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“We are going to be the ones who are creating the information, creating the access, and making this experience survivable and bearable for ourselves,” founder and executive director LaShyra Nolen said. “We’re going to get out of it, and we’re going to be OK. Because no matter what, our community always has one another’s backs.”

Will you need a ‘vaccine passport’ to travel? It could happen.

Airlines and others in the travel industry are expressing support for so-called vaccine passports to boost pandemic-depressed travel. And if authorities in Europe embrace the idea quickly enough, they could be in place for the peak summer vacation season, the Associated Press reports. Industry groups are already testing various versions of passports. 

The state of the vaccination rollout in Massachusetts

The number of people who have been fully vaccinated (as of Sunday): 1,069,768.

According to The New York Times vaccine rollout tracker, Massachusetts continues to rank in the top half of states based on the percentage of residents who are fully vaccinated (15 percent). The Bay State is also in the top 10 based on the percentage of the state population who have received at least one dose of the two-shot vaccines (29 percent). See how Massachusetts compares to other states and U.S. territories here.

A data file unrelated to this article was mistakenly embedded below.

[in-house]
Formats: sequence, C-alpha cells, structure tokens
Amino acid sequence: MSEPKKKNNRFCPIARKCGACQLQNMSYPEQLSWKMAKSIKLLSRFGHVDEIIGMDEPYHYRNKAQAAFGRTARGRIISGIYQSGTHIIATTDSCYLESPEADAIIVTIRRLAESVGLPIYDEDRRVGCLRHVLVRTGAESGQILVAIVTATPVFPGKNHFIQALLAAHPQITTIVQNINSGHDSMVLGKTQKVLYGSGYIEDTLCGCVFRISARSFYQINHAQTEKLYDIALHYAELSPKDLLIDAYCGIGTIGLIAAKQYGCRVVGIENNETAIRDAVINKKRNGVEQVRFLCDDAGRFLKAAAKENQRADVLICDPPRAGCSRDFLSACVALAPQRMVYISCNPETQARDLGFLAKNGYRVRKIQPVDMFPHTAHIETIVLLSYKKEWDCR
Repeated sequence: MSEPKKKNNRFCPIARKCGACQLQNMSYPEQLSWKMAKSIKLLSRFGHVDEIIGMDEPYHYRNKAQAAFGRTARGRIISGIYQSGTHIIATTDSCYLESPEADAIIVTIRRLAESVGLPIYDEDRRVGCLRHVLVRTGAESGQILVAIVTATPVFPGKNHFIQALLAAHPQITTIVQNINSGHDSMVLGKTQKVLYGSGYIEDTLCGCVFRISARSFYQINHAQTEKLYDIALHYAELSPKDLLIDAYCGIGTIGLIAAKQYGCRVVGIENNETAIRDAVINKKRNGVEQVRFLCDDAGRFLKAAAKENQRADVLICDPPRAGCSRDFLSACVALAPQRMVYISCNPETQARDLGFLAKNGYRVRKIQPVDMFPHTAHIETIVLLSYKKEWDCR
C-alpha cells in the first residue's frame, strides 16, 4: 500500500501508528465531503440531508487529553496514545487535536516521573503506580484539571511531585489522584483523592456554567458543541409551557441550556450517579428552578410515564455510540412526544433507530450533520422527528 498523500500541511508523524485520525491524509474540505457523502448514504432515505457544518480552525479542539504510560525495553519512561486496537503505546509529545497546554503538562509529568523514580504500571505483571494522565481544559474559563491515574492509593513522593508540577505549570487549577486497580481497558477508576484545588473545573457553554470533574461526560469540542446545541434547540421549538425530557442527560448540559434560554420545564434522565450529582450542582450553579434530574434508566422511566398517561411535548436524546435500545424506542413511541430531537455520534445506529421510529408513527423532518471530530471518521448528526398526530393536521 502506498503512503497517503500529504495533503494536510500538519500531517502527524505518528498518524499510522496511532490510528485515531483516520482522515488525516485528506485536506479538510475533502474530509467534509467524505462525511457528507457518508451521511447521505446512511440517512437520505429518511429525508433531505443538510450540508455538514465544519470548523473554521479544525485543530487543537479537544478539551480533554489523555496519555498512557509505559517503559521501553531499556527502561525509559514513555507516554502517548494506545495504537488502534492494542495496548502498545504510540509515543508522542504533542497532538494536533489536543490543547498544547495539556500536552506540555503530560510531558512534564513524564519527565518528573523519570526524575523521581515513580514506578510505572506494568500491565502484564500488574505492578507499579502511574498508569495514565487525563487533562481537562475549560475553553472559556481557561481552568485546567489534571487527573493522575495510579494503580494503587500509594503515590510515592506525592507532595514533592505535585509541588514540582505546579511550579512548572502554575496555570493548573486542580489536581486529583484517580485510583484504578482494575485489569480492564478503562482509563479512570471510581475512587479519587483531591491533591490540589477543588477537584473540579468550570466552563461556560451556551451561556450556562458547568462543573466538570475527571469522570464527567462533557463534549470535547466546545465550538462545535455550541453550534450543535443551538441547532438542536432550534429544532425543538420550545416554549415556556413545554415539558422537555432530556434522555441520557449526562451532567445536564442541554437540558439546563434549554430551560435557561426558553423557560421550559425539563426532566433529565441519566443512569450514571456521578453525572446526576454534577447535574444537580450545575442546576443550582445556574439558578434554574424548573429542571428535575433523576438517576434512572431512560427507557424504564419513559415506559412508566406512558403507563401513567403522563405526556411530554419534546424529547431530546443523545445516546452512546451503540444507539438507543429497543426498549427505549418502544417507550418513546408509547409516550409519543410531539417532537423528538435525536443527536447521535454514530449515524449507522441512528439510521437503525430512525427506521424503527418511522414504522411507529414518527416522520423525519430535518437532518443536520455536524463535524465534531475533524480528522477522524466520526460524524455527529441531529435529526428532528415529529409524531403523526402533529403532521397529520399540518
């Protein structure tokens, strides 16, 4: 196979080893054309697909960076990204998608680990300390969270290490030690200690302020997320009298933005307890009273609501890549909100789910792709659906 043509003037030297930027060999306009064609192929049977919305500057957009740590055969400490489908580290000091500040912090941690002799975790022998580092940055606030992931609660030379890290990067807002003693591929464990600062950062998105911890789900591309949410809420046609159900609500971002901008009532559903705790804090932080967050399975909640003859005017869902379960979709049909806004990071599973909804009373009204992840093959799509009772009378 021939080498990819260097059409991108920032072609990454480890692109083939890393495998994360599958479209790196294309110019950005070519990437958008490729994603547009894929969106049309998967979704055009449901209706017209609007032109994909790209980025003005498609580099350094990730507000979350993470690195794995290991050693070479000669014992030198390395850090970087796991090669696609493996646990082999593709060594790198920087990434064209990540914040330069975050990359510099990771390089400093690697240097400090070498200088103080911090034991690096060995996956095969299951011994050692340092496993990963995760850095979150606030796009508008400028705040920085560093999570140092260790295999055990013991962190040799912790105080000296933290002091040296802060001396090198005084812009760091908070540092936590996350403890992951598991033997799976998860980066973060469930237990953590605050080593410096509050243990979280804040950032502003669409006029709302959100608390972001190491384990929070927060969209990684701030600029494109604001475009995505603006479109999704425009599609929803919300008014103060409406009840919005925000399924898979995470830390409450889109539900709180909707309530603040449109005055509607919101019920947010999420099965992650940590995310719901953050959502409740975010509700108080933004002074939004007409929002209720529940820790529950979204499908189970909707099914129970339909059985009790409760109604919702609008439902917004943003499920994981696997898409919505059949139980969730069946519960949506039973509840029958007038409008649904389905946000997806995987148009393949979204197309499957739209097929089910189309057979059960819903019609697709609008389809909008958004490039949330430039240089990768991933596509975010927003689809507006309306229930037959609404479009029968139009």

General COVID-19 vaccination information to know

Here’s who is currently eligible for booking appointments:

Phase 1

Listed in order of priority:

Phase 2

Listed in order of priority:

Here’s who will be eligible next:

Phase 3

  • General public (eligible 4/19/2021)

Here’s how to make an appointment:

Pre-register for an appointment at one of the state’s mass vaccination sites, visit: mass.gov/covid-19-vaccine 

Once you sign up for preregistration, you will receive weekly status updates from the state. When an appointment becomes available, you will be contacted and have 24 hours to accept and book the appointment. If the appointment isn’t selected within 24 hours, you will be added back onto the state’s waiting list.

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Search for and book a vaccination slot at one of the other 170 public vaccination sites through the state’s VaxFinder: https://vaxfinder.mass.gov/

Or visit: mass.gov/covidvaccine

Those who are 75 or older can connect with the state’s vaccine hotline operator by dialing 2-1-1 Monday through Friday from 8:30 a.m. to 5 p.m. (press 2 for the call center). 

A map and list of COVID-19 vaccination sites in Massachusetts: